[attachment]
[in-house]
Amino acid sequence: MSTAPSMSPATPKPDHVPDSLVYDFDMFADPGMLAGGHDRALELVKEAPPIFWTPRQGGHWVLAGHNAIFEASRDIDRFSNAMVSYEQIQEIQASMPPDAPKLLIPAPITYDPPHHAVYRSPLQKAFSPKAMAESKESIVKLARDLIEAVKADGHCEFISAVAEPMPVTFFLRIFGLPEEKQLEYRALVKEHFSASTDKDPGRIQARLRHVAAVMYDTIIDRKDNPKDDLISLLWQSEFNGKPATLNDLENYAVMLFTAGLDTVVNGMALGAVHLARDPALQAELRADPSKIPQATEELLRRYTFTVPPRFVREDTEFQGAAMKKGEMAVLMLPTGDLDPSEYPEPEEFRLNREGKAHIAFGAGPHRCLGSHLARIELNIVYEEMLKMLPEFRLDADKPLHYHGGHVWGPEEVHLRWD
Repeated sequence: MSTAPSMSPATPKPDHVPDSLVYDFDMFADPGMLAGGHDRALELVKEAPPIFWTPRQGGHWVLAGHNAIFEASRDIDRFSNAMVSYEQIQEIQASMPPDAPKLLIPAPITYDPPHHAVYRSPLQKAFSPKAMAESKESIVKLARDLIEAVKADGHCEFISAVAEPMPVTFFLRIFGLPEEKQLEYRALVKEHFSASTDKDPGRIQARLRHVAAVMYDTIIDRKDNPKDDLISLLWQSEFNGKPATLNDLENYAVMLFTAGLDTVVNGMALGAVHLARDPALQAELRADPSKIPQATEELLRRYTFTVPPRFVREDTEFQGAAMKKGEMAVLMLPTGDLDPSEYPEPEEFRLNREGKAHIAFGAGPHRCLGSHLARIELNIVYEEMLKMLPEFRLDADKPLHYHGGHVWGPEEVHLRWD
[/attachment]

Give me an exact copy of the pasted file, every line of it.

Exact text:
[in-house]
Amino acid sequence: MSTAPSMSPATPKPDHVPDSLVYDFDMFADPGMLAGGHDRALELVKEAPPIFWTPRQGGHWVLAGHNAIFEASRDIDRFSNAMVSYEQIQEIQASMPPDAPKLLIPAPITYDPPHHAVYRSPLQKAFSPKAMAESKESIVKLARDLIEAVKADGHCEFISAVAEPMPVTFFLRIFGLPEEKQLEYRALVKEHFSASTDKDPGRIQARLRHVAAVMYDTIIDRKDNPKDDLISLLWQSEFNGKPATLNDLENYAVMLFTAGLDTVVNGMALGAVHLARDPALQAELRADPSKIPQATEELLRRYTFTVPPRFVREDTEFQGAAMKKGEMAVLMLPTGDLDPSEYPEPEEFRLNREGKAHIAFGAGPHRCLGSHLARIELNIVYEEMLKMLPEFRLDADKPLHYHGGHVWGPEEVHLRWD
Repeated sequence: MSTAPSMSPATPKPDHVPDSLVYDFDMFADPGMLAGGHDRALELVKEAPPIFWTPRQGGHWVLAGHNAIFEASRDIDRFSNAMVSYEQIQEIQASMPPDAPKLLIPAPITYDPPHHAVYRSPLQKAFSPKAMAESKESIVKLARDLIEAVKADGHCEFISAVAEPMPVTFFLRIFGLPEEKQLEYRALVKEHFSASTDKDPGRIQARLRHVAAVMYDTIIDRKDNPKDDLISLLWQSEFNGKPATLNDLENYAVMLFTAGLDTVVNGMALGAVHLARDPALQAELRADPSKIPQATEELLRRYTFTVPPRFVREDTEFQGAAMKKGEMAVLMLPTGDLDPSEYPEPEEFRLNREGKAHIAFGAGPHRCLGSHLARIELNIVYEEMLKMLPEFRLDADKPLHYHGGHVWGPEEVHLRWD